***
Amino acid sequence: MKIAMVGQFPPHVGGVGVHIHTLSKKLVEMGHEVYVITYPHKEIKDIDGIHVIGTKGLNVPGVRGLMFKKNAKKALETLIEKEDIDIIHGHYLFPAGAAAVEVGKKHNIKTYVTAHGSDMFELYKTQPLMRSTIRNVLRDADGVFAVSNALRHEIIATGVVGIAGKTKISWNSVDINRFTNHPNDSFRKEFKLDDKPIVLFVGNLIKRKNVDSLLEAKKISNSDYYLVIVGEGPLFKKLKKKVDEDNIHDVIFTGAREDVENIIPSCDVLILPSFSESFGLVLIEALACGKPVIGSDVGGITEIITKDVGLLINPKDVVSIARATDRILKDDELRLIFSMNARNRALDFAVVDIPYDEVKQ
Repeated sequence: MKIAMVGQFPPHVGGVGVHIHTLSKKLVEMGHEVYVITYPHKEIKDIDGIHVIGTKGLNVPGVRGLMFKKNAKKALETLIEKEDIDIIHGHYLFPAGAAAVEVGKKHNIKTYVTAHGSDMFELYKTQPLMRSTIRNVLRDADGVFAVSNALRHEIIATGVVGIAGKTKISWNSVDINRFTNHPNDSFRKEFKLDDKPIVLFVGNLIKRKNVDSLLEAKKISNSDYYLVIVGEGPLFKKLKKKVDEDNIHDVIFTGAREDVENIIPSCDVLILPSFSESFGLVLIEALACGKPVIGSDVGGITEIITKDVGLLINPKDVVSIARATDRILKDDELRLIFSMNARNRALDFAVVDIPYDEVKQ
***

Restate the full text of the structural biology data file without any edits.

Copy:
Amino acid sequence: MKIAMVGQFPPHVGGVGVHIHTLSKKLVEMGHEVYVITYPHKEIKDIDGIHVIGTKGLNVPGVRGLMFKKNAKKALETLIEKEDIDIIHGHYLFPAGAAAVEVGKKHNIKTYVTAHGSDMFELYKTQPLMRSTIRNVLRDADGVFAVSNALRHEIIATGVVGIAGKTKISWNSVDINRFTNHPNDSFRKEFKLDDKPIVLFVGNLIKRKNVDSLLEAKKISNSDYYLVIVGEGPLFKKLKKKVDEDNIHDVIFTGAREDVENIIPSCDVLILPSFSESFGLVLIEALACGKPVIGSDVGGITEIITKDVGLLINPKDVVSIARATDRILKDDELRLIFSMNARNRALDFAVVDIPYDEVKQ
Repeated sequence: MKIAMVGQFPPHVGGVGVHIHTLSKKLVEMGHEVYVITYPHKEIKDIDGIHVIGTKGLNVPGVRGLMFKKNAKKALETLIEKEDIDIIHGHYLFPAGAAAVEVGKKHNIKTYVTAHGSDMFELYKTQPLMRSTIRNVLRDADGVFAVSNALRHEIIATGVVGIAGKTKISWNSVDINRFTNHPNDSFRKEFKLDDKPIVLFVGNLIKRKNVDSLLEAKKISNSDYYLVIVGEGPLFKKLKKKVDEDNIHDVIFTGAREDVENIIPSCDVLILPSFSESFGLVLIEALACGKPVIGSDVGGITEIITKDVGLLINPKDVVSIARATDRILKDDELRLIFSMNARNRALDFAVVDIPYDEVKQ